We planned to meet James at St Mark’s in Asheville after he told us they were having a service of lessons and carols. We had no idea it would start with such a poignant announcement. Pastor Webb talked about the beautiful stole he was wearing. It belonged to James, the man we were sitting with in the pew! James’ late wife Margaret had it made for James. Margaret’s sister in England had a friend who created it. Holding up a photograph, Pastor Webb said the artist had made a stole for John Paul II when he visited England in 1982. James’ stole had bits of cloth from Westminster Abbey incorporated in it. It was stunningly beautiful in a stately way. Margaret loved that service and was often a reader for it. As James said, people loved the way she pronounced Isaiah with her cultured English accent. What he didn’t need to say was that Margaret was a much-loved member of that congregation and sorely missed.
I’m kicking myself that I didn’t finagle a picture of the pastor wearing it. The photos I took before the service show the inside of the church and the front door standing open in the extremely warm weather.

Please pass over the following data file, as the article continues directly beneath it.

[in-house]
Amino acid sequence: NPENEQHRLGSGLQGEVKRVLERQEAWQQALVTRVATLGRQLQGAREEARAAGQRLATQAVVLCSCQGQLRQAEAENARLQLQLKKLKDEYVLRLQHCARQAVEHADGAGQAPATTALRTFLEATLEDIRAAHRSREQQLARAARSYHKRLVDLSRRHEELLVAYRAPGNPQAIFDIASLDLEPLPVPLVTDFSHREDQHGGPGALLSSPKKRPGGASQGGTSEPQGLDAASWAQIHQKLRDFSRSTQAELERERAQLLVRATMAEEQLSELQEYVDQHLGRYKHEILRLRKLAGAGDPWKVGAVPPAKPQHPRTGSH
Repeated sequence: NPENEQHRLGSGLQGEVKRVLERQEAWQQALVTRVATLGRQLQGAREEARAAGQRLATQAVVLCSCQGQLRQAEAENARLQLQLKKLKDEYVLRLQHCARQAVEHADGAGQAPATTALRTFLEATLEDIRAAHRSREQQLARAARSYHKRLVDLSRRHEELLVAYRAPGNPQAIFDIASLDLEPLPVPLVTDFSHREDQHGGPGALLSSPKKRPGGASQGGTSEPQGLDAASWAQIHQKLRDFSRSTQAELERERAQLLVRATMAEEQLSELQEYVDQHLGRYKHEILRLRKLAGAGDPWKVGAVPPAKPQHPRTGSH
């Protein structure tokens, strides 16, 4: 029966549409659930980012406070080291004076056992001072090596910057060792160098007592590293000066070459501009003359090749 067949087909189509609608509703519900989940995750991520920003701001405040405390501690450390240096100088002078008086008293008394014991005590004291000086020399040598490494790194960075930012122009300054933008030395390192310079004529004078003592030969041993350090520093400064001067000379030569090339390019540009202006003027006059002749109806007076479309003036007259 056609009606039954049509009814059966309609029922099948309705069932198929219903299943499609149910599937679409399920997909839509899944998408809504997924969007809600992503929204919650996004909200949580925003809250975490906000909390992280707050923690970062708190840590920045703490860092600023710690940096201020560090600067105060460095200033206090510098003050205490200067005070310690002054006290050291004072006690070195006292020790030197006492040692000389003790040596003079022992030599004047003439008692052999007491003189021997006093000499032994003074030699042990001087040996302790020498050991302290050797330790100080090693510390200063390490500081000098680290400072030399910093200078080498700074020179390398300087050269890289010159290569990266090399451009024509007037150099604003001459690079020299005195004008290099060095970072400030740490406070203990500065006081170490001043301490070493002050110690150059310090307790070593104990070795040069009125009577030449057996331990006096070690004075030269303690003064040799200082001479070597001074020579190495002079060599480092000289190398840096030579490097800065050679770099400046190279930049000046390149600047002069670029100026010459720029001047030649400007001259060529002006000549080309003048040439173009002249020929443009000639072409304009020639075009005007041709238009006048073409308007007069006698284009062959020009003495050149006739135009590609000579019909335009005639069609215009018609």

As planned, we went to the Moose Café for lunch. What a delightful time we had! James is a highly skilled conversationalist. With a deft question here and there, he kept us talking about things we all were interested in.
After James left, we wandered through the farmer’s market next door. It was good for us to walk after a heavy meal, and we were killing time. Strangling time was more like it. Nathaniel’s flight was not due into Greenville, SC, until 7 in the evening.
As we drove on, I wondered if we could go to Bat Cave. We’ve often driven by the exit for the town, and I always wanted to know what it looked like. It turned out to be an old fashioned tourist spot. There are still rooms and cabins for rent, but they aren’t slick and glitzy. John twice let David and me out beside the roaring stream to take photos and enjoy the sound of the rocks dancing around the boulders. I knew the area near Hendersonville was noted for apple production, and we saw many orchards on both sides of the road.
David went in the terminal to wait for Nathaniel while John and I parked in the cell phone waiting area. We were busy with our phones. Nathaniel let us know he had landed, and David signaled that they were waiting beyond the second poinsettia Christmas tree. Without further ado, we collected them and headed home.
Having a quick exchange of gifts was the first thing we did. We had dessert of Christmas cookies and eggnog. I took a shot of Nathaniel with his head on Grandpa’s shoulder. When he was little, a long time ago, he would throw himself on his granddad and say, “Teddy.” He has a much more grown-up version now, breathing out “Roosevelt” as he plops his head down. We meandered off to bed. It’s no surprise that I won, being the first in bed and the first asleep.